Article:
Corrosion Assessment and Characterization of Aerospace-Bearing Steels in Seawater and Ester-Based Lubricants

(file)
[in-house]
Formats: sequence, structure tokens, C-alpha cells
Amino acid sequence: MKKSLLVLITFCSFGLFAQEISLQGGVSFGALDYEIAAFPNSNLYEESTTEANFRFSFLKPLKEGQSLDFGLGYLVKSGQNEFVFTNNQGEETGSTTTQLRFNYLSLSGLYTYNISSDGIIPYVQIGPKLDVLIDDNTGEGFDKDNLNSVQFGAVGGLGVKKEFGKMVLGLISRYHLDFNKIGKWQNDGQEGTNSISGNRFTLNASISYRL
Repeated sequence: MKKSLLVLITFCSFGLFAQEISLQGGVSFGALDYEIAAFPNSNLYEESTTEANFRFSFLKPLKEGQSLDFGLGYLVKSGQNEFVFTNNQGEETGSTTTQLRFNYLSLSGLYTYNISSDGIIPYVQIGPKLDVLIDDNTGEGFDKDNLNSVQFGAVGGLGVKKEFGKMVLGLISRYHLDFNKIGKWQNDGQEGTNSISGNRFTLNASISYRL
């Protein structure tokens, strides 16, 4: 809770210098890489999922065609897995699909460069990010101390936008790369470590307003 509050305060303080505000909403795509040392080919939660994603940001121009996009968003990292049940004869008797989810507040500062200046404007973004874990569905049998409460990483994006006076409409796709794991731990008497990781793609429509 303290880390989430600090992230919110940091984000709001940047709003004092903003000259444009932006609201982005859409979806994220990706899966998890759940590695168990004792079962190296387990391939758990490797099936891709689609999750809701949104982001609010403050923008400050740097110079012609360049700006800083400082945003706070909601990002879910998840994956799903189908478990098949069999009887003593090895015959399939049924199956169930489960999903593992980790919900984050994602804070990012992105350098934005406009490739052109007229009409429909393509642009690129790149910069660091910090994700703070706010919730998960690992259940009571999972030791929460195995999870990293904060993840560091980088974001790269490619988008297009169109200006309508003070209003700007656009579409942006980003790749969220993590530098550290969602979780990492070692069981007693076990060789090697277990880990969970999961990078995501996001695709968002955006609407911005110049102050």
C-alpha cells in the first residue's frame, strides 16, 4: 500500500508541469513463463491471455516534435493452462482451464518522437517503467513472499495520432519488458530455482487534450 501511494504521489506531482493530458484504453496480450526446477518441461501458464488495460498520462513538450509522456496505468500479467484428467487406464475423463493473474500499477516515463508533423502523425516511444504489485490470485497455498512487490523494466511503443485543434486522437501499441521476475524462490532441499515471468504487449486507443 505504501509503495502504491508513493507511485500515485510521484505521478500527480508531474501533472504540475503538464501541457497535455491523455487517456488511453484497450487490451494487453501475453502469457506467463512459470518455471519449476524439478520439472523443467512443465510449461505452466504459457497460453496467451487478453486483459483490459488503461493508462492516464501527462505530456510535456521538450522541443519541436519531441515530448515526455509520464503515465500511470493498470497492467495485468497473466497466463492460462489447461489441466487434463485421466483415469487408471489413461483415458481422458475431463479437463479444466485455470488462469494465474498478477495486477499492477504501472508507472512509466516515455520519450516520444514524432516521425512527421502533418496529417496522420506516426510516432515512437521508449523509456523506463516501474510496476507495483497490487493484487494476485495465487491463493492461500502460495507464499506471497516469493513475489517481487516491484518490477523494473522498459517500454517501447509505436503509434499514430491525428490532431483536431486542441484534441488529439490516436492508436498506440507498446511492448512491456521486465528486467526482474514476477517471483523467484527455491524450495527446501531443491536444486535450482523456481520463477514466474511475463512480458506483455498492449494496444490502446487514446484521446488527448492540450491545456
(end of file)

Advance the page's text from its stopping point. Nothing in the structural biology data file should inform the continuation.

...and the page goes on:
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The corrosion behavior of bearing steels was screened using potentiodynamic scans in seawater. The results of electrochemical testing provided a relative ranking of the bearing steels when tested in aqueous chloride-containing solution. The corrosion behavior of bearing steels in the lubricant environment has been observed to be quite different than in aqueous solution. Both the amount of water contamination in oil and chloride content of the water impact the observed corrosion rates in oil-water mixtures. All steel compositions tested demonstrated localized corrosion damage when exposed to oil with water added; however, inherently less corrosion-resistant alloys had more widespread shallow attack, whereas higher Cr-containing alloys displayed more localized severe attack. The mechanism of corrosion in the two-phase, oil plus aqueous phase system appears to be controlled by an aqueous corrosion process dependent on steel microstructure and emulsified or free water and likely limited by oxygen availability and amount of water (with aggressive ions) in the oil.